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‘Zombie’ homes are targeted by lawmakers

Some are calling it a step toward making the “zombie” problem better.

New state legislation, passed in the early hours of Saturday morning, has to do with homes that have become so-called zombie properties – empty houses stuck in sometimes-lengthy foreclosure and prone to falling into disrepair.

The legislation, according to state elected officials who led and supported its passage, includes:

• Creating a state registry for zombie homes, to be managed by the state Department of Financial Services.

• Requiring banks to maintain properties that are in this process, with a daily fine of $500 for those that don’t.

• Establishing a toll-free phone number for the public or others to make complaints about zombie homes in their communities.

The measures, which were passed in both the Assembly and Senate, still need to be signed by the governor.

State Sen. Jeffrey D. Klein, D-Bronx, leader of the Senate Independent Democratic Conference, who was one of those pressing for the new legislation, said late Saturday that he thinks this is a way to solve the problem.

“I really do,” Klein said. “I think this is something that is extremely important.”

Assemblyman Michael P. Kearns, D-Buffalo, who has been a vocal legislator on the issue of zombie properties, also called it a good day in the fight against the problem.

Kearns said that banks will have to give the state’s registry their contact details so they are easily accessible. They will also have to stay on top of maintenance, he said.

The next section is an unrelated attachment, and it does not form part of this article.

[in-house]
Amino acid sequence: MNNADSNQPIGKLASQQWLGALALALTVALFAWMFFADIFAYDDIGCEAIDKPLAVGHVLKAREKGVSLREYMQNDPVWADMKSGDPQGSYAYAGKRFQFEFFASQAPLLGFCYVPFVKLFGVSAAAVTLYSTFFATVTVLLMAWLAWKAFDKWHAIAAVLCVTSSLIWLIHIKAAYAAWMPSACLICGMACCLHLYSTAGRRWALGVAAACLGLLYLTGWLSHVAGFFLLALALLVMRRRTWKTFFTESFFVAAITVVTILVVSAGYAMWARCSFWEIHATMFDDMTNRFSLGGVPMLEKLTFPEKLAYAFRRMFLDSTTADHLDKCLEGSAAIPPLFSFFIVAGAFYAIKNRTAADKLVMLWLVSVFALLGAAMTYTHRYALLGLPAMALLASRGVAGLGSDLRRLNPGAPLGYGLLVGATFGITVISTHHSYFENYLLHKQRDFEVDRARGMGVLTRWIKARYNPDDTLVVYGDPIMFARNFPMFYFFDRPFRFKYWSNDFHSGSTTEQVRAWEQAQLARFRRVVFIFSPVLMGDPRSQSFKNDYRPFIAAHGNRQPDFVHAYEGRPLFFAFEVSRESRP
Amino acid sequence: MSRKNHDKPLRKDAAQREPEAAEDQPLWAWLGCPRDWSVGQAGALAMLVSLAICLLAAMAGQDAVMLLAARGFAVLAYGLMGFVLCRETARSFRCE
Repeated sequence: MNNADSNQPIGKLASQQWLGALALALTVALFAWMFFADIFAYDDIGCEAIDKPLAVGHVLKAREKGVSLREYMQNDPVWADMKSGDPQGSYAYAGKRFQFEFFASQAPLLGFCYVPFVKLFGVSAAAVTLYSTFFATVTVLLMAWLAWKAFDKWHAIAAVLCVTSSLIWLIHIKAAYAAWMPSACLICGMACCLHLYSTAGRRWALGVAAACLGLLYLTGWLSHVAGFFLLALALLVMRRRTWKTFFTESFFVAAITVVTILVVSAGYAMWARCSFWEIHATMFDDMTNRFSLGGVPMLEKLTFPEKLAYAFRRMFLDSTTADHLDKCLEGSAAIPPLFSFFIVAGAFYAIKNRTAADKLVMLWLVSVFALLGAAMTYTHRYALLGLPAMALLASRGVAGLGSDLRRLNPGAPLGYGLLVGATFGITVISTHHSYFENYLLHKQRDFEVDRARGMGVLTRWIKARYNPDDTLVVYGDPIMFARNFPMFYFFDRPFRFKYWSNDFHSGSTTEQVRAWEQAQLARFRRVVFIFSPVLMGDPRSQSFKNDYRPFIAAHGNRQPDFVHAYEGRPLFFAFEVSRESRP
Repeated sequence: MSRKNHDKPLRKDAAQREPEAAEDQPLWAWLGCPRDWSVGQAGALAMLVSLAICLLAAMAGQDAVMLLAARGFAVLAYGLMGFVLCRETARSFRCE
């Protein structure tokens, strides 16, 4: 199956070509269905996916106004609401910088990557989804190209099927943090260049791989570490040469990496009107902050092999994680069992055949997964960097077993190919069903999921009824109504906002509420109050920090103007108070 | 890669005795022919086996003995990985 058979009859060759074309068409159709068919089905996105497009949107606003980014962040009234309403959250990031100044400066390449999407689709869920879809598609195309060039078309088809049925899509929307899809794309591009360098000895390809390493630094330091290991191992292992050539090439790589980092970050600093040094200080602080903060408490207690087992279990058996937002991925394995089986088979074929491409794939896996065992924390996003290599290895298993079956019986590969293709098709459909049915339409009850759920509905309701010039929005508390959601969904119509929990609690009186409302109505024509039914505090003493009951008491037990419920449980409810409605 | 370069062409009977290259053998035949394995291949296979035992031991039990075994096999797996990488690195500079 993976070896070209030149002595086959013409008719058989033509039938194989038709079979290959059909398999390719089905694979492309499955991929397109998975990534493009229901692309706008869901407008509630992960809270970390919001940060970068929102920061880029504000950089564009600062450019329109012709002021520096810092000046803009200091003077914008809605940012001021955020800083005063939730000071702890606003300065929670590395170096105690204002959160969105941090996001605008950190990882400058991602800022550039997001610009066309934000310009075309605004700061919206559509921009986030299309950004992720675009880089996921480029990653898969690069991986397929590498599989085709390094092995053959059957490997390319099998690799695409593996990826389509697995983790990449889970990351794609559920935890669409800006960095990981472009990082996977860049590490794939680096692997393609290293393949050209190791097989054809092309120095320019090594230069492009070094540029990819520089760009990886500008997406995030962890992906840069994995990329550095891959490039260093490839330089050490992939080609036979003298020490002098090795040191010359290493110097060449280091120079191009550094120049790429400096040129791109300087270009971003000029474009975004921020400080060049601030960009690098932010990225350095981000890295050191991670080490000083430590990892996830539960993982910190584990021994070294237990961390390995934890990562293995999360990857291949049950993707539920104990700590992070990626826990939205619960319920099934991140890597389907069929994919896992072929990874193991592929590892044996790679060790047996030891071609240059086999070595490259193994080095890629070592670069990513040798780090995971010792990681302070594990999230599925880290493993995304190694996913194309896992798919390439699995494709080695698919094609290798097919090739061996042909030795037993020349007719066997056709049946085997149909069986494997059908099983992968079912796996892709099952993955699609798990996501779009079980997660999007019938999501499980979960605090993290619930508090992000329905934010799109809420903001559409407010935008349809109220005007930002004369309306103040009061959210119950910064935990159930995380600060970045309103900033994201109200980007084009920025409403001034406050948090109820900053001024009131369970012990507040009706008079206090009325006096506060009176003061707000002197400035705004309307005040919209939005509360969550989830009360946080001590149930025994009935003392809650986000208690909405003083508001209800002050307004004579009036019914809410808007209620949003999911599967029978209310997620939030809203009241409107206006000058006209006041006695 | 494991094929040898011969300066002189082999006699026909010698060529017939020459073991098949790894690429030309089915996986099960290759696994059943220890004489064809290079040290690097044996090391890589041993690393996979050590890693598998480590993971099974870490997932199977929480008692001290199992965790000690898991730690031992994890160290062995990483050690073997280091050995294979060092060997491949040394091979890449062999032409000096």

“They have to be good neighbors,” Kearns said of the banks.

Kearns said he thinks the maintenance provision will be have one of the biggest effects. “Contact information – people now will have a point of contact,” he said.

In one town in the Erie County suburbs, West Seneca Supervisor Sheila M. Meegan said the changes that will help tackle the problem of zombie homes are a good step. Now, she said, “the conversation is finally on the table.”

“Everyone is faced with this,” Meegan said. “No neighborhood hasn’t been touched by zombie homes.”

Meegan credited Kearns with being one of those pushing for the changes. “He’s handed that list to the governor,” she said. “He has been that fighting voice.”

The supervisor said that in West Seneca, she is working toward licensing of property managers who work on such houses in the town. “This is the next step for our municipality,” Meegan said.

But at least one state lawmaker offered competing perspective to the measure.

Assemblyman Bill Nojay, R-Pittsford, sent out an email statement warning that the zombie-focused legislation would affect people trying to obtain mortgages.

“What the Governor and NYC-based politicians have done is to make mortgage lending more expensive and burdensome in New York,” he wrote. “Potential homeowners will find it harder to get a mortgage, and the mortgages people get will be more expensive.”